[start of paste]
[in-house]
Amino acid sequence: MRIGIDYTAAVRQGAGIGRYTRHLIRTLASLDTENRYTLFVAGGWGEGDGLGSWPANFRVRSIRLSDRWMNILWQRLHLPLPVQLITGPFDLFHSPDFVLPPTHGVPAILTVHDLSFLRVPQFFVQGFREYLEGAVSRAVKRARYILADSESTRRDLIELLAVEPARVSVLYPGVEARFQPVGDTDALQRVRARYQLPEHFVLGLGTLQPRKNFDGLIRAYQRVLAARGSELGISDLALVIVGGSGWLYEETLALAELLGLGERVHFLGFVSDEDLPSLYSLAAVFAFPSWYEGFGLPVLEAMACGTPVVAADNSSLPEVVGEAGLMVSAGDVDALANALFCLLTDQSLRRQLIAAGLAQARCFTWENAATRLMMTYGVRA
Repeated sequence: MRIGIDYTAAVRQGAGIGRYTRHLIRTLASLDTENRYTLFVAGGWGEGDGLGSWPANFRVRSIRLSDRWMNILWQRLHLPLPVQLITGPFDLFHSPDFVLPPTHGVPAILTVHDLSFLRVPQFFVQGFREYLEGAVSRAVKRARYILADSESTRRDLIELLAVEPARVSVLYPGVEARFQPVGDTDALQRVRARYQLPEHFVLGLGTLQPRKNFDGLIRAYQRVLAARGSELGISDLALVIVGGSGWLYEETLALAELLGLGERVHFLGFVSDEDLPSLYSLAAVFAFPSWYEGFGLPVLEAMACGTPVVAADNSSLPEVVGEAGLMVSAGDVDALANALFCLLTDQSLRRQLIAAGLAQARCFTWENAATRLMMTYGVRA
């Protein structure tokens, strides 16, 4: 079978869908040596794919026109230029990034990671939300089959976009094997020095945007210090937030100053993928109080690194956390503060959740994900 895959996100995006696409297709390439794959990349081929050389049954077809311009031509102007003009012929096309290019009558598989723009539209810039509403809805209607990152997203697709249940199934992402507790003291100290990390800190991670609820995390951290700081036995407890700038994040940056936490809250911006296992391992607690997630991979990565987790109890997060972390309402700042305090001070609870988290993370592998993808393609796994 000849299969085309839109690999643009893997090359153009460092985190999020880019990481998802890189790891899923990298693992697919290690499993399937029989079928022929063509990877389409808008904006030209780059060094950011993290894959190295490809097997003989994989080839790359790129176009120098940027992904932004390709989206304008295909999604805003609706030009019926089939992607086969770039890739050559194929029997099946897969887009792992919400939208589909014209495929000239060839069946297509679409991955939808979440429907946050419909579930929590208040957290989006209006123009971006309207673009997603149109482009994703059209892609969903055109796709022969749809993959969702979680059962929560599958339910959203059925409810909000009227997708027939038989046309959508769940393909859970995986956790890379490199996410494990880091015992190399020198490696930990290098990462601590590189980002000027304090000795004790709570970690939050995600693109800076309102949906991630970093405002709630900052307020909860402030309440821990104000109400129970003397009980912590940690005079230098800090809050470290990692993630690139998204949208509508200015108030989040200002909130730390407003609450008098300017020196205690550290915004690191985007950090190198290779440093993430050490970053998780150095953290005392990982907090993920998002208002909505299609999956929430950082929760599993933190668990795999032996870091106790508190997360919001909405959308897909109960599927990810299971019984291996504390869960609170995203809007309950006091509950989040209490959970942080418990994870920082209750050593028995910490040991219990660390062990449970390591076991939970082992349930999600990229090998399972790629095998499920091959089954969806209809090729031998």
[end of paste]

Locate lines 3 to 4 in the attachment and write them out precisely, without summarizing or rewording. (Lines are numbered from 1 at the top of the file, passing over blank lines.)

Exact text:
Repeated sequence: MRIGIDYTAAVRQGAGIGRYTRHLIRTLASLDTENRYTLFVAGGWGEGDGLGSWPANFRVRSIRLSDRWMNILWQRLHLPLPVQLITGPFDLFHSPDFVLPPTHGVPAILTVHDLSFLRVPQFFVQGFREYLEGAVSRAVKRARYILADSESTRRDLIELLAVEPARVSVLYPGVEARFQPVGDTDALQRVRARYQLPEHFVLGLGTLQPRKNFDGLIRAYQRVLAARGSELGISDLALVIVGGSGWLYEETLALAELLGLGERVHFLGFVSDEDLPSLYSLAAVFAFPSWYEGFGLPVLEAMACGTPVVAADNSSLPEVVGEAGLMVSAGDVDALANALFCLLTDQSLRRQLIAAGLAQARCFTWENAATRLMMTYGVRA
């Protein structure tokens, strides 16, 4: 079978869908040596794919026109230029990034990671939300089959976009094997020095945007210090937030100053993928109080690194956390503060959740994900 895959996100995006696409297709390439794959990349081929050389049954077809311009031509102007003009012929096309290019009558598989723009539209810039509403809805209607990152997203697709249940199934992402507790003291100290990390800190991670609820995390951290700081036995407890700038994040940056936490809250911006296992391992607690997630991979990565987790109890997060972390309402700042305090001070609870988290993370592998993808393609796994 000849299969085309839109690999643009893997090359153009460092985190999020880019990481998802890189790891899923990298693992697919290690499993399937029989079928022929063509990877389409808008904006030209780059060094950011993290894959190295490809097997003989994989080839790359790129176009120098940027992904932004390709989206304008295909999604805003609706030009019926089939992607086969770039890739050559194929029997099946897969887009792992919400939208589909014209495929000239060839069946297509679409991955939808979440429907946050419909579930929590208040957290989006209006123009971006309207673009997603149109482009994703059209892609969903055109796709022969749809993959969702979680059962929560599958339910959203059925409810909000009227997708027939038989046309959508769940393909859970995986956790890379490199996410494990880091015992190399020198490696930990290098990462601590590189980002000027304090000795004790709570970690939050995600693109800076309102949906991630970093405002709630900052307020909860402030309440821990104000109400129970003397009980912590940690005079230098800090809050470290990692993630690139998204949208509508200015108030989040200002909130730390407003609450008098300017020196205690550290915004690191985007950090190198290779440093993430050490970053998780150095953290005392990982907090993920998002208002909505299609999956929430950082929760599993933190668990795999032996870091106790508190997360919001909405959308897909109960599927990810299971019984291996504390869960609170995203809007309950006091509950989040209490959970942080418990994870920082209750050593028995910490040991219990660390062990449970390591076991939970082992349930999600990229090998399972790629095998499920091959089954969806209809090729031998």